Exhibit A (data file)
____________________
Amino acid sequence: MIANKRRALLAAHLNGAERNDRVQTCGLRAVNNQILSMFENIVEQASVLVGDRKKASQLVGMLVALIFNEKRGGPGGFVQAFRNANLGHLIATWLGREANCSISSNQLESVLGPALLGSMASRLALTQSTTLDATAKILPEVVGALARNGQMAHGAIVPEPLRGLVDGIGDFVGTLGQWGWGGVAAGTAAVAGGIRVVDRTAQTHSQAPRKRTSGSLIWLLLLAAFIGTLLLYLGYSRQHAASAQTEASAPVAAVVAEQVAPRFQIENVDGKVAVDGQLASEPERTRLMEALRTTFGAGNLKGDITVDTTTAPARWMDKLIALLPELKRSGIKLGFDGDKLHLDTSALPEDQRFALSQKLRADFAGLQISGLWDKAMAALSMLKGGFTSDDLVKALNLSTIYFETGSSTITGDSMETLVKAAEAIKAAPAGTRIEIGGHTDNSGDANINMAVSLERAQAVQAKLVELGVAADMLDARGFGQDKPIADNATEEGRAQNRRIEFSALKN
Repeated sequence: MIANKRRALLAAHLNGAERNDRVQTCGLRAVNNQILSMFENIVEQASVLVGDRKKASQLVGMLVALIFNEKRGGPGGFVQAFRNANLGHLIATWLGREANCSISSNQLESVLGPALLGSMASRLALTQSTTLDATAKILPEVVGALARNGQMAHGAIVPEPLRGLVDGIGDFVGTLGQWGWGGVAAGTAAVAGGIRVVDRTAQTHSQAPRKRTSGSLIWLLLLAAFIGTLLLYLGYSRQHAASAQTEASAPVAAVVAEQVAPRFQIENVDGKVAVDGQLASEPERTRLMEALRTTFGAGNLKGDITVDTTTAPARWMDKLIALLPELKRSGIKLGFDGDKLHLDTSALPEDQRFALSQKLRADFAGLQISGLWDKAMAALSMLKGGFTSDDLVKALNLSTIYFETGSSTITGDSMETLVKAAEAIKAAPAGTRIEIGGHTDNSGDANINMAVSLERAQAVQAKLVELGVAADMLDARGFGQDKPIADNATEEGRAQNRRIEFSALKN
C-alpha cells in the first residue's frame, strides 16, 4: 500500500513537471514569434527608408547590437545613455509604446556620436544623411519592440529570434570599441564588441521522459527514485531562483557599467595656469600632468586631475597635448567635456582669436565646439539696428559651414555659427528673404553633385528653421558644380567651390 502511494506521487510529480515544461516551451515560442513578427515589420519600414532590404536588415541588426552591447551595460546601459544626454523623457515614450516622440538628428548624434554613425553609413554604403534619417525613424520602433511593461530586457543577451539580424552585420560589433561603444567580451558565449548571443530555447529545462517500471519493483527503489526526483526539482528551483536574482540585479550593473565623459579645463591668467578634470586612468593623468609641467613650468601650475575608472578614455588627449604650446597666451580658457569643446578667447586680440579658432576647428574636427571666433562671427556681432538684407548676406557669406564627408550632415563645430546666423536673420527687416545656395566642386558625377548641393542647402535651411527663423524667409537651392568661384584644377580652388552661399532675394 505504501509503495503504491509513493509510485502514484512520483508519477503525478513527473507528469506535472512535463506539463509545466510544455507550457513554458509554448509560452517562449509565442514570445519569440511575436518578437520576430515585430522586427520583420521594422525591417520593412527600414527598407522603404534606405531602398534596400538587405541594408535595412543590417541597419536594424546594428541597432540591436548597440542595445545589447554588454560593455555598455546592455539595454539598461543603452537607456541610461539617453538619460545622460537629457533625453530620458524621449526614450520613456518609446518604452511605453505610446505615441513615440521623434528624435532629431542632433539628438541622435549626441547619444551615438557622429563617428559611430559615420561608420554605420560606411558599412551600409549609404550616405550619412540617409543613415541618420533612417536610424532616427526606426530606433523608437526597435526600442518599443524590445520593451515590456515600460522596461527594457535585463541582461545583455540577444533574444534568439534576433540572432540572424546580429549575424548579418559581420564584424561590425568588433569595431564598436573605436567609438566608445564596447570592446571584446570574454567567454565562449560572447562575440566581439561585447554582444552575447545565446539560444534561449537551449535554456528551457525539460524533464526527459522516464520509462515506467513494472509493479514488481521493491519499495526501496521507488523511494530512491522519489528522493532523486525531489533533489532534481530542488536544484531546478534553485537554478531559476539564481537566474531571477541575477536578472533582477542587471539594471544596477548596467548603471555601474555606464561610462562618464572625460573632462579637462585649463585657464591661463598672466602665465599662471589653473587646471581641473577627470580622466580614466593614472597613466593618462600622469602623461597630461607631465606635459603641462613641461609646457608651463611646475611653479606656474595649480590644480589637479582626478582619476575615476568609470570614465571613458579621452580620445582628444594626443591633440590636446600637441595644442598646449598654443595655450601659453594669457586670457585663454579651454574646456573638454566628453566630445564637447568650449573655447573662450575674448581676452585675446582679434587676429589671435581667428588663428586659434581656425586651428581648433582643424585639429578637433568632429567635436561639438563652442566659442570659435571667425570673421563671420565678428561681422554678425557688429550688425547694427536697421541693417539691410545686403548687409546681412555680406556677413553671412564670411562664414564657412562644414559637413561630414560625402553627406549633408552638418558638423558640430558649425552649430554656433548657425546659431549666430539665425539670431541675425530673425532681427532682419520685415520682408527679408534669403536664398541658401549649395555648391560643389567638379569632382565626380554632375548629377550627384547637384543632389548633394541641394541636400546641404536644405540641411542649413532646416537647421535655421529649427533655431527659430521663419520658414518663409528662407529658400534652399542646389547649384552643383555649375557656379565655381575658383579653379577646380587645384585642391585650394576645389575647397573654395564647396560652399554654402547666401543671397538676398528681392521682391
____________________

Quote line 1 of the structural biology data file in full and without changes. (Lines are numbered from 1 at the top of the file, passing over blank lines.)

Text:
Amino acid sequence: MIANKRRALLAAHLNGAERNDRVQTCGLRAVNNQILSMFENIVEQASVLVGDRKKASQLVGMLVALIFNEKRGGPGGFVQAFRNANLGHLIATWLGREANCSISSNQLESVLGPALLGSMASRLALTQSTTLDATAKILPEVVGALARNGQMAHGAIVPEPLRGLVDGIGDFVGTLGQWGWGGVAAGTAAVAGGIRVVDRTAQTHSQAPRKRTSGSLIWLLLLAAFIGTLLLYLGYSRQHAASAQTEASAPVAAVVAEQVAPRFQIENVDGKVAVDGQLASEPERTRLMEALRTTFGAGNLKGDITVDTTTAPARWMDKLIALLPELKRSGIKLGFDGDKLHLDTSALPEDQRFALSQKLRADFAGLQISGLWDKAMAALSMLKGGFTSDDLVKALNLSTIYFETGSSTITGDSMETLVKAAEAIKAAPAGTRIEIGGHTDNSGDANINMAVSLERAQAVQAKLVELGVAADMLDARGFGQDKPIADNATEEGRAQNRRIEFSALKN